An analysis of mesoscale faulting associated with thrust-belt development was completed along a transect crossing several foreland thrust sheets of the central Sawtooth Range, Montana. At a regional scale, a balanced cross section of the central Sawtooth Range, constrained by well, seismic, and surface data, indicates a minimum of 60% horizontal shortening of the upper Paleozoic carbonate bank sequence, accommodated by a forward-developing thrust system. Subsurface data delineates a 4° westward-dipping Precambrian basement and westward thickening of the Precambrian Belt Supergroup. Major décollements within the central Sawtooth Range are present at the base of the Devonian Jefferson Formation, in the lower Mississippian Allan Mountain Limestone, and in the Cretaceous Colorado Group.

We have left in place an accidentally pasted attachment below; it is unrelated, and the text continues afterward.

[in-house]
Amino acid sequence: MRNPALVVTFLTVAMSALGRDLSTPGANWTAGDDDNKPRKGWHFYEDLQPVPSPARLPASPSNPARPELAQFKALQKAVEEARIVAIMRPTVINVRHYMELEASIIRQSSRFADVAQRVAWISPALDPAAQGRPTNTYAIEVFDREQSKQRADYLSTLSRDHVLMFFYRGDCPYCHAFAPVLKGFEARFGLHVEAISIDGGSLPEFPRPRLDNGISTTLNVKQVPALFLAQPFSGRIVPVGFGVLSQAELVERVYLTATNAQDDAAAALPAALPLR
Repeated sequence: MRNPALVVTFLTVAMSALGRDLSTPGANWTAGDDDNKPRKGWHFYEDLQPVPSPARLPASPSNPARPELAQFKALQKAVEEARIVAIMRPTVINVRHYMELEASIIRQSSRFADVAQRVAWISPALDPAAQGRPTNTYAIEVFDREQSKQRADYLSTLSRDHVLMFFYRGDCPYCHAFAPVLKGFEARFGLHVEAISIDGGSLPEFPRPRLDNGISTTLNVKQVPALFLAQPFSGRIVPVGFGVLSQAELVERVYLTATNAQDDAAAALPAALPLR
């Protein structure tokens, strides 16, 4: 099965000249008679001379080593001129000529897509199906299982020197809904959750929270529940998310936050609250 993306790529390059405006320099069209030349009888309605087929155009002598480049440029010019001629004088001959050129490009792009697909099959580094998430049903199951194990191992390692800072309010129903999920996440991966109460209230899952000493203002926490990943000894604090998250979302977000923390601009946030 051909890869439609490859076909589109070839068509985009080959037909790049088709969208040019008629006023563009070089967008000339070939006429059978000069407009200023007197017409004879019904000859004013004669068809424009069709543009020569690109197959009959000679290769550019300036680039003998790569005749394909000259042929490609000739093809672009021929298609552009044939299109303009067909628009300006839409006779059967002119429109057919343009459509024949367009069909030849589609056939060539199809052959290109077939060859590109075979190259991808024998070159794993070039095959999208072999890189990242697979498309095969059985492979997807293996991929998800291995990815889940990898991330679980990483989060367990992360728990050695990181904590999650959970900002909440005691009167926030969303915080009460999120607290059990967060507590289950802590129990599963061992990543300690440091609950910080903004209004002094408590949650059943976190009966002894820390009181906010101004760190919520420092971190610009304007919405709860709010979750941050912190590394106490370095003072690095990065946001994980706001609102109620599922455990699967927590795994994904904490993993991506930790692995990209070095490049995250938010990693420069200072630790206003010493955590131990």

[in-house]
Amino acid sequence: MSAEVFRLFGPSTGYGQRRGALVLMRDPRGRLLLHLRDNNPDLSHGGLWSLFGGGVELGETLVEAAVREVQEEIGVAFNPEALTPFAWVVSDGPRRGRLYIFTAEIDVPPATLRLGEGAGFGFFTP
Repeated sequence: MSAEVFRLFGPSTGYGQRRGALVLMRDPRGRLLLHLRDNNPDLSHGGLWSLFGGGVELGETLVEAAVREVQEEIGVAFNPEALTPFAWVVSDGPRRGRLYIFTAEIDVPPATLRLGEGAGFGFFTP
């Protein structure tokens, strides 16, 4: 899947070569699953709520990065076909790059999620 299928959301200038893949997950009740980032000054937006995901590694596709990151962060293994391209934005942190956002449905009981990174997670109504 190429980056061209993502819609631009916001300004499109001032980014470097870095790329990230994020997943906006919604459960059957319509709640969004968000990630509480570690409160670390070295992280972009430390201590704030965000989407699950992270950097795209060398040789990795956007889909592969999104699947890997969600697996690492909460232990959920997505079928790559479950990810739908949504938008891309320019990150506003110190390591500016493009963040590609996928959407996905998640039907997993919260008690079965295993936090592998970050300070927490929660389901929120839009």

Within the Diversion, French, Norwegian, and Beaver thrust sheets of the central Sawtooth Range, deformation has been partitioned into arrays of meter- to decimetersized faults that constitute brittle deformation zones (BDZs). BDZ thickness is directly related to fault displacement but is not related to fault trajectories or subsequent foreland imbrication. The ratio of BDZ thickness to displacement is nearly constant, with BDZ thicknesses ranging from 65 m to 200 m for faults whose displacements range from 2 km to 5 km. The BDZs of each thrust sheet can be separated into three regions defined by differences in fault diversity, fault intensity, and fault kinematics. Proportionally, the locations of boundaries between regions within the BDZs are remarkably constant for each of the four thrust sheets studied, indicating that the BDZs widen uniformly during thrust sheet emplacement. BDZ bases are characterized by an interlocking network of faults that exhibit great diversity and accommodate mesoscale cataclastic flow. BDZ bases are dominated by oblique-slip faults, whereas the middle and upper regions of BDZs are dominantly dip- or strike-slip faults. In all regions of a BDZ, localized zones of contractional, extensional, or more commonly, transport-parallel strike-slip faults bounded by bedding-plane detachments are present. Fault length/ m2 of outcrop decreases logarithmically to zero from a maximum of 4 m/m2 across the French and Norwegian BDZs. Zones of intense faulting alter this general pattern of decreasing fault intensity in the Diversion and Beaver thrust sheets.

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